Sahara Territory


The imzad is an one-stringed fiddle that is an icon of targui society, an instrument that is played only by women. In the past times, only women of the noble or the vassal tribes were permitted to play the imzad, but today the strict rules of traditional targui society are in abandon, and any female musician can teach the instrument to any woman who so desires. The imzad is made from half a calabash or from a wooden bowl that is covered in goatskin and to which is attached a neck that supports one string of horsehair. The skin of the imzad is often decorated with symbols or covered with tifinagh inscriptions indicating the owner’s name; sometimes the surface also carries verses written by an admirer.

The imzad players were greatly renowned and could play many melodies, those evoking past events or the high deeds of a hero whose name they bore by the richness of their variations. They could also accompany a man’s singing and sometimes display therapeutic powers by curing melancholy and apathy. Good players of the imzad are today becoming rarer and its repertoire is inexorably becoming smaller. Women play the imzad while seated, with the instrument resting on her knees, with her left hand holding the tabourit and pressing the aziou. The right hand holds the tadjaihé perpendicular to the string. The flexible action of the hand, together with variable light pressure on the string, are the fundamental elements in producing the musical notes.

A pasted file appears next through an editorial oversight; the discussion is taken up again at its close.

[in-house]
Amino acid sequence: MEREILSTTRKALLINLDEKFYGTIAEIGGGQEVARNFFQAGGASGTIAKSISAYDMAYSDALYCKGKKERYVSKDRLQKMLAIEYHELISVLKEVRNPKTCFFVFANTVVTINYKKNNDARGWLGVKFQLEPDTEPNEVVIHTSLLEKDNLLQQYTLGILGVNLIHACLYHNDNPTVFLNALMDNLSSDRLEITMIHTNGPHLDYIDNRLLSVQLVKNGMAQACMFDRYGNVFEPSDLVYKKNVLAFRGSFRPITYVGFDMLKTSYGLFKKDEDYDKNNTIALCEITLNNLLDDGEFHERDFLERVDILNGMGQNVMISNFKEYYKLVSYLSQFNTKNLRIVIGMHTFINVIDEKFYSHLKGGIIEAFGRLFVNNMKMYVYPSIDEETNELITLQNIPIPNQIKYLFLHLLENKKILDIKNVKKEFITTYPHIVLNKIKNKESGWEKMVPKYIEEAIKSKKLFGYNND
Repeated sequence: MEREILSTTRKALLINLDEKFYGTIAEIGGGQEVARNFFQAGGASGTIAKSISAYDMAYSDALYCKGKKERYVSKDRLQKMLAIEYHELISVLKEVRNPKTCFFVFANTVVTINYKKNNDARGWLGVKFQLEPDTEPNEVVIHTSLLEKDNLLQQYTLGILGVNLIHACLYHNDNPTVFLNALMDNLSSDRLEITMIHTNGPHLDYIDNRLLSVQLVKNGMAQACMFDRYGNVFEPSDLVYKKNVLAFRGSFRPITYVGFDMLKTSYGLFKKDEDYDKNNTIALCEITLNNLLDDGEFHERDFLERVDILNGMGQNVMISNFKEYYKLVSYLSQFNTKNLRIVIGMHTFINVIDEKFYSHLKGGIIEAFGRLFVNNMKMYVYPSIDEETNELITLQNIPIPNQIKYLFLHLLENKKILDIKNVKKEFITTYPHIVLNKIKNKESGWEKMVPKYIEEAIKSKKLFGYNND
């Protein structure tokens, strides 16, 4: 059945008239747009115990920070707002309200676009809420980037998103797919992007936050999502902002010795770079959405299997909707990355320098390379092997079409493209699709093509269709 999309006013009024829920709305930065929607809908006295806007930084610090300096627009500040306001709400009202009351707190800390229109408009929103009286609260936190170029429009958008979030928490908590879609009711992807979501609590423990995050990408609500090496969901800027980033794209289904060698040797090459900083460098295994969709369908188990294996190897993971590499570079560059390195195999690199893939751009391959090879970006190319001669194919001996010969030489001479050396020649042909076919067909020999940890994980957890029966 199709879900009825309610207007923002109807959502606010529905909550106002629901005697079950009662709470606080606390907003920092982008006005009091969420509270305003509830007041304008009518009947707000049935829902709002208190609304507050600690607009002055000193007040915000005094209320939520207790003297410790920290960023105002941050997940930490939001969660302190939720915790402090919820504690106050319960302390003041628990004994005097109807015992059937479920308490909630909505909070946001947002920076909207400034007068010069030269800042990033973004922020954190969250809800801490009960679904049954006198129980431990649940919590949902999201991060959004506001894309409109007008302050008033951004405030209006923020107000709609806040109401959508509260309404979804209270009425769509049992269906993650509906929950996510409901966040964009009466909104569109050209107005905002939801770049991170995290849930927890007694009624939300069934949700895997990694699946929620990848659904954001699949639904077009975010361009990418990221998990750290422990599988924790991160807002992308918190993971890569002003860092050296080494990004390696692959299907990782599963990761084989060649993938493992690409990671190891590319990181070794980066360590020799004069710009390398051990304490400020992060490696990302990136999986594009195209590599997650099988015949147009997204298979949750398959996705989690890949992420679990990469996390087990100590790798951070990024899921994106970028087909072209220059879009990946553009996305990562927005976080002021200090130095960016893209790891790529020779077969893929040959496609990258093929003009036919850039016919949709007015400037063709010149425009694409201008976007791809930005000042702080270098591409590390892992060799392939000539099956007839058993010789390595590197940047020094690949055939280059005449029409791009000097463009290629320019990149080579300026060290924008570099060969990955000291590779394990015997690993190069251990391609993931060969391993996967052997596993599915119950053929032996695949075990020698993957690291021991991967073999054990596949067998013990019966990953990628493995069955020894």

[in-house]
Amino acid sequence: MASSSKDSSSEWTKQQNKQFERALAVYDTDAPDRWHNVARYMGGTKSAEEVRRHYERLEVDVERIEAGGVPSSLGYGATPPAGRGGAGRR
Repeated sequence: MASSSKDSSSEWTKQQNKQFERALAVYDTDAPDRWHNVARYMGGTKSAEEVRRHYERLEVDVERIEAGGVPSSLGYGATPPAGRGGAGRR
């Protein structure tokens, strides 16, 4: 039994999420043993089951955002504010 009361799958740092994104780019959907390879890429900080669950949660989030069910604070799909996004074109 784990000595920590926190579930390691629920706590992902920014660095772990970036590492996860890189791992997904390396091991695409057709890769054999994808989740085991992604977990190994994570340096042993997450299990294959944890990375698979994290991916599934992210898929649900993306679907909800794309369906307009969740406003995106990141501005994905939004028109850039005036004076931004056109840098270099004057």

No other instrument accompanies the imzad. It can be accompanied by hand-clapping or a solo voice reciting poems. Exceptionally, it can be accompanied by two voices; in such duets, the singing is sometimes mixed (man and woman), sometimes man only. The music accompanies the women in entertainment meetings or when they move their flocks to new pastures.

Playing the imzad. Playing the imzad.

Playing the imzad.

The images below show a set of instruments made in Egypt. These types of instruments are of arabic origin and were introduced along northern Africa, from Egypt to Morocco.

The left image shows two tambourines (duff) and a tambourine with cymbals (riqq); this set of tambourines is from Cairo. The right image shows an oboe (mizmar) from Cairo, a rebec (rabab) from Upper Egypt, a lyre without plugs (tunbur) from Nubia and a lyre with plugs (simsimiyya) from the Nile delta. The rebec is played by the performer while sitting on the ground.

Tambourines made in Egypt. An oboe, a rebec and two zithers made in Egypt.


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